Though it had not yet coalesced into the horrors of the Holocaust, anti-Semitism was widespread in Eastern Europe. The bigotry and rejection he encountered because of his Jewish identity was deeply upsetting to Kafka. In his late twenties, Kafka became keenly interested in Judaism - or, more accurately, in exploring his contentious relationship with his religion. Kafka was drawn to many aspects of Jewish culture, particularly Yiddish theater and writing. At the same time, he felt alienated from - and at times repulsed by - his Jewish identity. "What have I in common with Jews?" he wrote in his diary. "I have hardly anything in common with myself and should stand very quietly in a corner, content that I can breathe."6
Kafka began working on a novel, eventually called Amerika, about an Eastern European immigrant, bewildered and alone on the teeming shores of America. He never finished it. In fact, he never finished a single novel during his life (not counting the now famous novella The Metamorphosis).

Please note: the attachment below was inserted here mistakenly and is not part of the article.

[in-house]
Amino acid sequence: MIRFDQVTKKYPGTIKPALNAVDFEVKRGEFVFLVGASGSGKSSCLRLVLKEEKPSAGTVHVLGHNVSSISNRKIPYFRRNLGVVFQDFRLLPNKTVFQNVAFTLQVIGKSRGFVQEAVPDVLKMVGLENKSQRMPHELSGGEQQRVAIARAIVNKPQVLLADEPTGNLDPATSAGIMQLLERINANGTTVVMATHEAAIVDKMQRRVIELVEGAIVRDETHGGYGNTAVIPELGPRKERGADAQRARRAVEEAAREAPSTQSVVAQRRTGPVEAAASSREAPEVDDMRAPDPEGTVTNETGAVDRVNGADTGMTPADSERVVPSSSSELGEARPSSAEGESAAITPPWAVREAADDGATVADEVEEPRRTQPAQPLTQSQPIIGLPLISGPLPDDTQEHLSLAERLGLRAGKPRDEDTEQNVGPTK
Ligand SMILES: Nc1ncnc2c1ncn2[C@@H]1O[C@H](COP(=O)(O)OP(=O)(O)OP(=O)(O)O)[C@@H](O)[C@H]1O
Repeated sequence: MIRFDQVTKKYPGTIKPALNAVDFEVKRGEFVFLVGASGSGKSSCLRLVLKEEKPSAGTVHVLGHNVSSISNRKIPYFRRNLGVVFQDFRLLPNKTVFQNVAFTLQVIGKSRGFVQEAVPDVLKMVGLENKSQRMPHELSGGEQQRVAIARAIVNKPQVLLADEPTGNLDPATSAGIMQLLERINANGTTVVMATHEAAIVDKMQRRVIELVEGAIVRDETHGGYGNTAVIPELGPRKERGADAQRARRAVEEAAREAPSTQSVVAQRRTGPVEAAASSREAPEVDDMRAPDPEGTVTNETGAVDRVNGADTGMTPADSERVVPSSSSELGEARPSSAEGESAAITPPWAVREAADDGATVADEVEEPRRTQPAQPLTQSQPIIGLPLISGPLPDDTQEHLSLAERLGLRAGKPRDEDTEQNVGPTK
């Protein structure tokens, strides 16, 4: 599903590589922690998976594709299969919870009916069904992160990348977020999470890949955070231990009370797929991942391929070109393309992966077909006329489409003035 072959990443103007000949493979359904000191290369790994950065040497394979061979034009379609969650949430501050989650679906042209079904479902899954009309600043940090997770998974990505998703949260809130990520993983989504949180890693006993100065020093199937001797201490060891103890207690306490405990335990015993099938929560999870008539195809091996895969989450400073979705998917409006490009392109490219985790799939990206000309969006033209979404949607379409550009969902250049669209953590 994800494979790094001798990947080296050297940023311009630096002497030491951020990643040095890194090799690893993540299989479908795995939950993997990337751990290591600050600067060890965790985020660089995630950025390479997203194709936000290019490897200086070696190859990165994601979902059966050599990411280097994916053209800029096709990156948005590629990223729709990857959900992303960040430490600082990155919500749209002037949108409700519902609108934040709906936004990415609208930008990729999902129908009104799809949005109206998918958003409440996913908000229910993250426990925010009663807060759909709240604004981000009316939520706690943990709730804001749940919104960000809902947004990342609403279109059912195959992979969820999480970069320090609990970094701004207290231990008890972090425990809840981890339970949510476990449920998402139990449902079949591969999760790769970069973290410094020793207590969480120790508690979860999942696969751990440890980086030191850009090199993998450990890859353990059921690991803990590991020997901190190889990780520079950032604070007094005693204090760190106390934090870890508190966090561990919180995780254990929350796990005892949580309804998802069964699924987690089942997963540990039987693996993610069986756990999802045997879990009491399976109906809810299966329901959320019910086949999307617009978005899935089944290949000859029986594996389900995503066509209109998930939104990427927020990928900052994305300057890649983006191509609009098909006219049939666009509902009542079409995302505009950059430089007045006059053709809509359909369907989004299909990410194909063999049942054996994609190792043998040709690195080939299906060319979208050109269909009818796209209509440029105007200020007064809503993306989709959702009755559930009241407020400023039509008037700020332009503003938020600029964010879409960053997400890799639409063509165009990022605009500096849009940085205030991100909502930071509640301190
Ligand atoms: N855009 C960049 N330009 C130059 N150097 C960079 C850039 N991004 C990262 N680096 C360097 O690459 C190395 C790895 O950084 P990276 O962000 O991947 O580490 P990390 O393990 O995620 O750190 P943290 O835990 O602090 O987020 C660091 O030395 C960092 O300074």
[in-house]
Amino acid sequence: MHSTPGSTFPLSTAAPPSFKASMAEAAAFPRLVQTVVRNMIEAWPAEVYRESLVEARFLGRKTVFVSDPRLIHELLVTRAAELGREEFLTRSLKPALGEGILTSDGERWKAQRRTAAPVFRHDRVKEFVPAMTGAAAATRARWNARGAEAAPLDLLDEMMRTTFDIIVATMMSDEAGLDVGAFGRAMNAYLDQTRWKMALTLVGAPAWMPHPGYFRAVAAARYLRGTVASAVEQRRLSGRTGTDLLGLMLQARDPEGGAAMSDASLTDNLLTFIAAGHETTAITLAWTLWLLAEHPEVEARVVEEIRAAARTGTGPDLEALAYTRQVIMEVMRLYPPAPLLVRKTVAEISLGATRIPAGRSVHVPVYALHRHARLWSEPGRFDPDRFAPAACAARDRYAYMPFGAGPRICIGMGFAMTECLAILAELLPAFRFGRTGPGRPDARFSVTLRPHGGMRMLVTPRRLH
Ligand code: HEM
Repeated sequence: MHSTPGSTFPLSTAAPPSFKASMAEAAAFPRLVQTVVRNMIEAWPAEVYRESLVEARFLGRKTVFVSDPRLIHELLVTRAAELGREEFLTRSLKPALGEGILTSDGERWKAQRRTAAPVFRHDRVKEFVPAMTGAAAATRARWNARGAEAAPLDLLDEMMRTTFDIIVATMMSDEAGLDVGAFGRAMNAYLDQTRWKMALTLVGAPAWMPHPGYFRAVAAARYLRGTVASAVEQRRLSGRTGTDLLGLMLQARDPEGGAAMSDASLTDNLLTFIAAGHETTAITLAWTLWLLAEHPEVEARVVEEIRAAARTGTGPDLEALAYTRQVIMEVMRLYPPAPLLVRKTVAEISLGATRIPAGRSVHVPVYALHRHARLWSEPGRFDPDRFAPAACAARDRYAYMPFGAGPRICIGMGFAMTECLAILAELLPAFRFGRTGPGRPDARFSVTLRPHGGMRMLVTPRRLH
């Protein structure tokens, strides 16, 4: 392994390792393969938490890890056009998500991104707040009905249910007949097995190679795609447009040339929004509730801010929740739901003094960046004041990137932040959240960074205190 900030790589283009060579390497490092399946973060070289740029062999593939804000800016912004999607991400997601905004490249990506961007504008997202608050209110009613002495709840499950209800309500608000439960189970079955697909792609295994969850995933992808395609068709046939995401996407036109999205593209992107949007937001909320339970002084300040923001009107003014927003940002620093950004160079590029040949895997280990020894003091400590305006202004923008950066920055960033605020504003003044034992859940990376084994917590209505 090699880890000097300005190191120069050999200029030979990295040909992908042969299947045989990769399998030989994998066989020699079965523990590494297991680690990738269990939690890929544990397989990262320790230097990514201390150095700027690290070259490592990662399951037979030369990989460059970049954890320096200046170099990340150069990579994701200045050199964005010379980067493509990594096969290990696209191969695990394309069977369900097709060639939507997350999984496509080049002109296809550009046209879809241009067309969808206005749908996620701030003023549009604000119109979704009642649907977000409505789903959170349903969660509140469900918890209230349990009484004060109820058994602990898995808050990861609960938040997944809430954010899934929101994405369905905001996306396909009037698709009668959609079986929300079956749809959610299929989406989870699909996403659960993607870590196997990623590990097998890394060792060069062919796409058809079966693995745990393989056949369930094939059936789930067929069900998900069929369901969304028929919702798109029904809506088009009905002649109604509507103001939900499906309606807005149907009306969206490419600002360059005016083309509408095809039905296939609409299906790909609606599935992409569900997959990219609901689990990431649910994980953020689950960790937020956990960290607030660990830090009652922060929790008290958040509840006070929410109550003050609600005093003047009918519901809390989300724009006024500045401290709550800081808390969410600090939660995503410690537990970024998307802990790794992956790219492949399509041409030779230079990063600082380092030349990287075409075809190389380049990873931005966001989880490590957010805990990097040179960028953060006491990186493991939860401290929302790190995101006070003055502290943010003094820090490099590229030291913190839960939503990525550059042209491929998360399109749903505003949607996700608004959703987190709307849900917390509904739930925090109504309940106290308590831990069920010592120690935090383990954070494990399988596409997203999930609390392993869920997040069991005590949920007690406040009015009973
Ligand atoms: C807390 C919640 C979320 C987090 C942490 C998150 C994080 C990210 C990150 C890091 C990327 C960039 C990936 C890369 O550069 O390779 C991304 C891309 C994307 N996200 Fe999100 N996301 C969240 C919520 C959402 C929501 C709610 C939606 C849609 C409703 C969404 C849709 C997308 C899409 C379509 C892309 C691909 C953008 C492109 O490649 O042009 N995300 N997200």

In addition to his full-time work schedule, Kafka was also hampered by serious anxiety and depression. "What an effort to keep alive!" he wrote in his journal at one point. "Erecting a monument does not require the expenditure of so much strength."7
Kafka was not all depression and sorrow, however. He liked a good joke, as well as girlie magazines and visits to prostitutes ("I passed by the brothel as though past the house of a beloved,"8 he wrote in his diary). He also managed to fall in love. In 1912, at Max Brod's house, he met a woman named Felice Bauer. They began an epistolary courtship - one conducted almost entirely by letters - with Kafka penning more than 500 letters during their five years together.